The calls for Mark Sanford to resign are growing louder, but recent history suggests that the South Carolina governor has a chance to hold on, writes the Washington Times. While every politician who admits an affair faces calls to quit, only those who have committed real crimes are hounded from office. Sanford may end up like Los Angeles Mayor Antonio Villaraigosa or Sen. David Vitter: embarrassed, but still in power.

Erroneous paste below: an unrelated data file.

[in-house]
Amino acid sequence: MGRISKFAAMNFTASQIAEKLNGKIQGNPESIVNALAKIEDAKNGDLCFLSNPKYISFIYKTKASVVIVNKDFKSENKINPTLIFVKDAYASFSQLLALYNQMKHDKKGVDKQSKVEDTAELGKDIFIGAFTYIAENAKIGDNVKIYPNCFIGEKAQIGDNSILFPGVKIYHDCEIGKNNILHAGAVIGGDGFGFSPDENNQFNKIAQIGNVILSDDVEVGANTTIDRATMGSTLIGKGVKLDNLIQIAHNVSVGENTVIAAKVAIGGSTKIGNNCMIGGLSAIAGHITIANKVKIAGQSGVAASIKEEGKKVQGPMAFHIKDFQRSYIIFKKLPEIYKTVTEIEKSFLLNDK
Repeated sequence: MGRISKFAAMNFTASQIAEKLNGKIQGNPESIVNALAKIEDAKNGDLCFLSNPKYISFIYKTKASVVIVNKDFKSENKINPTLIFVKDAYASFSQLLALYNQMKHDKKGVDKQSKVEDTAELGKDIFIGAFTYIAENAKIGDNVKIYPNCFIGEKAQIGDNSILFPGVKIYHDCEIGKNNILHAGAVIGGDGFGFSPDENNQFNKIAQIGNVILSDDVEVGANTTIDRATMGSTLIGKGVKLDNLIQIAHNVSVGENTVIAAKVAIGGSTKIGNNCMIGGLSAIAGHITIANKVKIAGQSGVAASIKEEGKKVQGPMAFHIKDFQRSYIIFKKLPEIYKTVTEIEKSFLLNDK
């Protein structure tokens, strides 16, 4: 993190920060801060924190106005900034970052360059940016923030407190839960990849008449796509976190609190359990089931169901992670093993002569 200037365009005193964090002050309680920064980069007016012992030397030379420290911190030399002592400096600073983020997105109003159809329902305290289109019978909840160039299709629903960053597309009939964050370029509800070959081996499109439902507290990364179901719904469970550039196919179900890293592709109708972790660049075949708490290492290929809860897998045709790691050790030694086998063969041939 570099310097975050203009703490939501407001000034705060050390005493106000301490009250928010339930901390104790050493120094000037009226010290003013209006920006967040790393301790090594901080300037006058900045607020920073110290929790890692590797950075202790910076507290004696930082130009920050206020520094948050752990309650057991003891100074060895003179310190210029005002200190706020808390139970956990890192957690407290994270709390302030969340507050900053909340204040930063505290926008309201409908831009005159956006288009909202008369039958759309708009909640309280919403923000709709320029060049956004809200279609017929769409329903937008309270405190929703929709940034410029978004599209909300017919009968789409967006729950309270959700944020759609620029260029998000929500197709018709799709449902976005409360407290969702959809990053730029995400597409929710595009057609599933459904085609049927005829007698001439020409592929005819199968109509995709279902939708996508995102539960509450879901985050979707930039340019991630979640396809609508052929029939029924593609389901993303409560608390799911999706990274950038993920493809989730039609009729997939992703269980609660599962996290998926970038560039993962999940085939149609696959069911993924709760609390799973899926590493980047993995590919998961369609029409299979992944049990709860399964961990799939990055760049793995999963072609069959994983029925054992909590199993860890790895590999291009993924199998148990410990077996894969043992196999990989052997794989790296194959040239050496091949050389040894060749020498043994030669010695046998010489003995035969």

Fellow governors Eliot Spitzer and Jim McGreevey were toppled for serious misdeeds—connections to a prostitution ring, a plum job for a lover—rather than simple affairs. Sex-texting former Detroit mayor Kwame Kilpatrick went to prison for perjury and obstruction of justice. If Sanford does go, it might not be because of the affair, but rather his disappearance and subsequent bizarre confessionals. "His problem isn't that voters think he's immoral, it's that they think he's weird," said one GOP strategist.